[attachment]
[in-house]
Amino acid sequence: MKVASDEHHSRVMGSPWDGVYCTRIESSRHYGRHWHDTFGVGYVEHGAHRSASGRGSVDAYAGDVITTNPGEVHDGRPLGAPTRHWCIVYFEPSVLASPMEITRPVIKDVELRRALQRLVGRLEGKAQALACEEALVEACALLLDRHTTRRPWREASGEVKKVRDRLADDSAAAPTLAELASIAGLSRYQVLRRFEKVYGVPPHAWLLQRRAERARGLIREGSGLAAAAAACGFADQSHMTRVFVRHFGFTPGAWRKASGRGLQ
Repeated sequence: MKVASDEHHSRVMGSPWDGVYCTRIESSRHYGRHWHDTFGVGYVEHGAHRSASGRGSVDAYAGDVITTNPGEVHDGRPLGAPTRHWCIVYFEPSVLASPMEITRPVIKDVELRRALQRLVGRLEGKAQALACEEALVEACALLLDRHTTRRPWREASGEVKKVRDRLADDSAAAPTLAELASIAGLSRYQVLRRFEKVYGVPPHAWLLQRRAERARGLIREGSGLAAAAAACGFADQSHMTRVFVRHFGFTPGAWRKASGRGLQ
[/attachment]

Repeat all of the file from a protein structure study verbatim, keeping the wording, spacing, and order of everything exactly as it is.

[in-house]
Amino acid sequence: MKVASDEHHSRVMGSPWDGVYCTRIESSRHYGRHWHDTFGVGYVEHGAHRSASGRGSVDAYAGDVITTNPGEVHDGRPLGAPTRHWCIVYFEPSVLASPMEITRPVIKDVELRRALQRLVGRLEGKAQALACEEALVEACALLLDRHTTRRPWREASGEVKKVRDRLADDSAAAPTLAELASIAGLSRYQVLRRFEKVYGVPPHAWLLQRRAERARGLIREGSGLAAAAAACGFADQSHMTRVFVRHFGFTPGAWRKASGRGLQ
Repeated sequence: MKVASDEHHSRVMGSPWDGVYCTRIESSRHYGRHWHDTFGVGYVEHGAHRSASGRGSVDAYAGDVITTNPGEVHDGRPLGAPTRHWCIVYFEPSVLASPMEITRPVIKDVELRRALQRLVGRLEGKAQALACEEALVEACALLLDRHTTRRPWREASGEVKKVRDRLADDSAAAPTLAELASIAGLSRYQVLRRFEKVYGVPPHAWLLQRRAERARGLIREGSGLAAAAAACGFADQSHMTRVFVRHFGFTPGAWRKASGRGLQ